I bow to you, Prof. Palmer, for writing the most audacious, thought-provoking and beautiful science fiction epic of the 21st century so far.

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10 Responses to Ada Palmer – Perhaps the Stars (2021) review

  1. bormgans says:

    Great to read this, glad you enjoyed it. Nothing you write makes me suspicious. It seems a logical continuation of the first books, just even more intense. I’m also looking forward to the war itself, should be great reading.
    I hope to read the second half of the series before the end of the year.

    That half star, is that because of the spoiler stuff I didn’t read?

    Liked by 1 person

    • My score of a 9.5 is closer to a 9 than a 10. I had to debate myself for a while. What finally pushed it towards a 9.5 were some amazing set-pieces, some great chapters and elegant ideas. It is also a huge and dense novel and took me a long time to get through. Maybe if I were to reread this again a decade from now and love it as much, then it might become a 10. For now it is simply very good, and comparable to the rest of the series. And compared to other books by other authors, it is unique.

      Liked by 1 person

  2. bormgans says:

    Can you say what’s the main thing holding you back from giving it a 10? (7 surrenders wasn’t a 10 for me either btw, mainly because the philosophy didn’t always convince.)

    Liked by 1 person

    • I save 10s for personal lifelong favorites. It’s too early for this series for me to know this. Also, the structure of the novel was a bit uneven and Palmer is awfully fond of speeches. But the positives far outweigh the creaky parts.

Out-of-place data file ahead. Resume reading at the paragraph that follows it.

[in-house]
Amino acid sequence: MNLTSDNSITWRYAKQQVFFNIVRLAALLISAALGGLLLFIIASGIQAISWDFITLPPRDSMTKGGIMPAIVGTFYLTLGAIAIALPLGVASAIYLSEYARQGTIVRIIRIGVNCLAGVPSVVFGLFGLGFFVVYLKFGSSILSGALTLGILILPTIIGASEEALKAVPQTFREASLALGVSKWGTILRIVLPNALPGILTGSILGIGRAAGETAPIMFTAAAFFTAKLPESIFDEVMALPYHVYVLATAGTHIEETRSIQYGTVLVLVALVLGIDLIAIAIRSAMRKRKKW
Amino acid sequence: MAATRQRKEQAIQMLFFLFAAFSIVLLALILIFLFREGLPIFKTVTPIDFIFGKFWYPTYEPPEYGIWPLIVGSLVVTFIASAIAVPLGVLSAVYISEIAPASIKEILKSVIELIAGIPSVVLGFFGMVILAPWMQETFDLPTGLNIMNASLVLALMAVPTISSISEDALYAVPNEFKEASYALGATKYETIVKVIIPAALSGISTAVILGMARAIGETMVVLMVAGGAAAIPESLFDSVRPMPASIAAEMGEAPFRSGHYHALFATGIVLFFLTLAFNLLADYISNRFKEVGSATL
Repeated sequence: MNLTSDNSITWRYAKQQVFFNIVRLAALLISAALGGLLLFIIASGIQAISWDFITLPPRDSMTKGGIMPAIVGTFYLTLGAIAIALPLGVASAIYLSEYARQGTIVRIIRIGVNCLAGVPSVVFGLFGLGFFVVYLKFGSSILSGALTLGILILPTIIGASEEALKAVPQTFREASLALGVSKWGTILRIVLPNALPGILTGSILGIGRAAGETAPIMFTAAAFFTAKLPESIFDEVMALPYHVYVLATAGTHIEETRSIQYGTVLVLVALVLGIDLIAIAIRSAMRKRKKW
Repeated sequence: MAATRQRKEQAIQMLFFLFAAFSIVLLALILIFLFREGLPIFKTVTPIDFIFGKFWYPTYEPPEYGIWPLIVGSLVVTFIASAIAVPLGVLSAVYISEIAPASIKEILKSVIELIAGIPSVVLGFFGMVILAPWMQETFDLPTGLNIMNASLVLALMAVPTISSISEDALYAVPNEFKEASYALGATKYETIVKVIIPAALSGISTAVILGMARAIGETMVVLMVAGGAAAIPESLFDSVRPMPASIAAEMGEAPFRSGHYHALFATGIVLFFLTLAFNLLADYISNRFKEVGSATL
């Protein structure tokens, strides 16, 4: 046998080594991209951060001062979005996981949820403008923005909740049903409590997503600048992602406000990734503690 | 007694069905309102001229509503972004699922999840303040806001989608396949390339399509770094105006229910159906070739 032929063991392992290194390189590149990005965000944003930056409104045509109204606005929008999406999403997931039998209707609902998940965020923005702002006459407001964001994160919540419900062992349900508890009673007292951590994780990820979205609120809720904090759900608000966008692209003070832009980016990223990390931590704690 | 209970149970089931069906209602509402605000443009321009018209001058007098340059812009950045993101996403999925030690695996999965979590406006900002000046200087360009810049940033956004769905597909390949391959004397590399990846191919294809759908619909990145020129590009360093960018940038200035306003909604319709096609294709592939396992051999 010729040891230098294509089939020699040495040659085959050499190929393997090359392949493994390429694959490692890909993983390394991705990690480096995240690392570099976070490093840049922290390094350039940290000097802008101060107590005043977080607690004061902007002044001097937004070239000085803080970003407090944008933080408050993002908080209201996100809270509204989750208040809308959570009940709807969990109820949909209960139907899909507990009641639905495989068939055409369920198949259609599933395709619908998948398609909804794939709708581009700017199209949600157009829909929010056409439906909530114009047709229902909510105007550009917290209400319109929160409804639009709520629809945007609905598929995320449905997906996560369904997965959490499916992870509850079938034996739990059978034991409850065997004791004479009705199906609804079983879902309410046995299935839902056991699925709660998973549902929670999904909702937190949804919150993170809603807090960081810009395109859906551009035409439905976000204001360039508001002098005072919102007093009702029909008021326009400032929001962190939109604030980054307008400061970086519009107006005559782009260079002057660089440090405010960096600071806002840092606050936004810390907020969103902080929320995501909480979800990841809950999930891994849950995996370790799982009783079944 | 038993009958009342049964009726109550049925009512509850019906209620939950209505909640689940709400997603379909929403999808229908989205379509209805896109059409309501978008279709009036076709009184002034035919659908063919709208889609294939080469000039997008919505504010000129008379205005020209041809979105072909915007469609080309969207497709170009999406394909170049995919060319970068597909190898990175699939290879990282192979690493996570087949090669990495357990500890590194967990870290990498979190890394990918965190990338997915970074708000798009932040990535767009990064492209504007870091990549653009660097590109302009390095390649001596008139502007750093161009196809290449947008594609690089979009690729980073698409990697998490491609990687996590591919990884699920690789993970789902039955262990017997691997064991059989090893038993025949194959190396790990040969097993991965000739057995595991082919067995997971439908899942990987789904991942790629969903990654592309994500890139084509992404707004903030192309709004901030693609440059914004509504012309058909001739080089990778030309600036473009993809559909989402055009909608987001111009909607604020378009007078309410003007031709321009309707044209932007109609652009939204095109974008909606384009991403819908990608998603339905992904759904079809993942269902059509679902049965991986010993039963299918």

Liked by 1 person

  3. Bookstooge says:

    Thank you for writing this review. Between you and Bormgans, I was intrigued but finally realized this author wasn’t for me. Details that you both have talked about made that clear and I would have probably dnf’d things at some point and ranted away. I’m tired of that, so thanks for helping me keep my calm 🙂

    Liked by 2 people

  4. I have been intrigued by this series since I first saw it reviewed by fellow bloggers, and wanted to start it, only to be distracted by other titles – as it all too often happens to me. But the enthusiasm with which you speak of these books, and the awareness that the series is completed and can be enjoyed without long hiatuses between books is a further incentive to take the plunge 🙂
    Thanks for sharing!!

    Liked by 1 person

  5. Ola G says:

    All right! I’m going to read this series after such a gushing review for the final book! You, sir, are now officially guilty of putting another several thousand pages on my TBR! 😀

    Liked by 1 person

    • Hahahaha. I’m sorry. I hope you will enjoy them! They have a very distinct style that doesn’t work for everyone, but if it works for you, then they are amazing. These books are also very candid and ambitious and heartfelt.

      Liked by 1 person